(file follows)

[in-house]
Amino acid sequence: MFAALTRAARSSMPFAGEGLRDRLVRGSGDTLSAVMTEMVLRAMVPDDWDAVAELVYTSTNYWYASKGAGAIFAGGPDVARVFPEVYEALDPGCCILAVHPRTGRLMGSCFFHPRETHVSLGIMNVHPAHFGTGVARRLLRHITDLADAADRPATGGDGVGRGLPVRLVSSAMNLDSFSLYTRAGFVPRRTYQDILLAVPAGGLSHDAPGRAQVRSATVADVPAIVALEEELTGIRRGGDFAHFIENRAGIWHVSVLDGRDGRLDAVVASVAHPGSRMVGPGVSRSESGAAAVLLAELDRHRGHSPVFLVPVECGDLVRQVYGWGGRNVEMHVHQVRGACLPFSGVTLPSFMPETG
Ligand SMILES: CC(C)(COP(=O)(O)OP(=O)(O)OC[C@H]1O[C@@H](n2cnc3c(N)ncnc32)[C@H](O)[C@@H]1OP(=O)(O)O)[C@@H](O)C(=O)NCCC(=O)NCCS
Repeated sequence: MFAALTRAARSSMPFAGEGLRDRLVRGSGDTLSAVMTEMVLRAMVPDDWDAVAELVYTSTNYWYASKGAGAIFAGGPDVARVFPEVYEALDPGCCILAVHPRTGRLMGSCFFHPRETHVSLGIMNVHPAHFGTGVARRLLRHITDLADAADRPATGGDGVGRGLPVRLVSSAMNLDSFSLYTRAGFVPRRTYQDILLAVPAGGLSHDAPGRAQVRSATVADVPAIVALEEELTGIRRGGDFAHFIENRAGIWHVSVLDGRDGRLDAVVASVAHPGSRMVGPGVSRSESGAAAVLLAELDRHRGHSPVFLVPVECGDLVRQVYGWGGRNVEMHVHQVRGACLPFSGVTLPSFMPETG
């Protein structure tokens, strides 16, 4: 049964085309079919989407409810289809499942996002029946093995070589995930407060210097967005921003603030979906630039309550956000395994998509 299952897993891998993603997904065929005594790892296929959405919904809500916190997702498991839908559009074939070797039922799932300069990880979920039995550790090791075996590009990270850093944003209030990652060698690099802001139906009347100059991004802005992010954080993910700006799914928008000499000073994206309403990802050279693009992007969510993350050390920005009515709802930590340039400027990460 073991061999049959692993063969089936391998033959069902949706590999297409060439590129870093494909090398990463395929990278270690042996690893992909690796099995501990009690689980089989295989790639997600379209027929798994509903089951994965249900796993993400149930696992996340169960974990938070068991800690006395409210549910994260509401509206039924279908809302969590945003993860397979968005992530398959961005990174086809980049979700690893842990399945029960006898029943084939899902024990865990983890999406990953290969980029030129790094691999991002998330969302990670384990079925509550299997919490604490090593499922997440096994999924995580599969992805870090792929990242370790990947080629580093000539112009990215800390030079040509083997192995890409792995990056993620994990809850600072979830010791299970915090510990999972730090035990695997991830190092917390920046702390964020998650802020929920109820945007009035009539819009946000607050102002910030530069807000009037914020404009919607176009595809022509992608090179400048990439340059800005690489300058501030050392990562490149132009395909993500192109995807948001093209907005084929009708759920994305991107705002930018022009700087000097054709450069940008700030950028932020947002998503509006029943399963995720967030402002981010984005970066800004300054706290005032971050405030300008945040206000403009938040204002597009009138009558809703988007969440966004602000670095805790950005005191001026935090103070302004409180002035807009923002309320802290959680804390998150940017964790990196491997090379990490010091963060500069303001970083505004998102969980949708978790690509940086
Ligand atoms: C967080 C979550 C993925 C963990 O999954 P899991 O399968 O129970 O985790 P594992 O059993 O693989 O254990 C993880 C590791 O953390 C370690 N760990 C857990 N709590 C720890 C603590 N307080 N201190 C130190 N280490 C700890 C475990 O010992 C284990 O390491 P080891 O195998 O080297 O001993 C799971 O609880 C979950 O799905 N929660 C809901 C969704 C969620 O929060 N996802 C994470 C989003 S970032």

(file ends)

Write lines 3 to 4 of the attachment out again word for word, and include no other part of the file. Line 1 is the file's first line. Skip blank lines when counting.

Ligand SMILES: CC(C)(COP(=O)(O)OP(=O)(O)OC[C@H]1O[C@@H](n2cnc3c(N)ncnc32)[C@H](O)[C@@H]1OP(=O)(O)O)[C@@H](O)C(=O)NCCC(=O)NCCS
Repeated sequence: MFAALTRAARSSMPFAGEGLRDRLVRGSGDTLSAVMTEMVLRAMVPDDWDAVAELVYTSTNYWYASKGAGAIFAGGPDVARVFPEVYEALDPGCCILAVHPRTGRLMGSCFFHPRETHVSLGIMNVHPAHFGTGVARRLLRHITDLADAADRPATGGDGVGRGLPVRLVSSAMNLDSFSLYTRAGFVPRRTYQDILLAVPAGGLSHDAPGRAQVRSATVADVPAIVALEEELTGIRRGGDFAHFIENRAGIWHVSVLDGRDGRLDAVVASVAHPGSRMVGPGVSRSESGAAAVLLAELDRHRGHSPVFLVPVECGDLVRQVYGWGGRNVEMHVHQVRGACLPFSGVTLPSFMPETG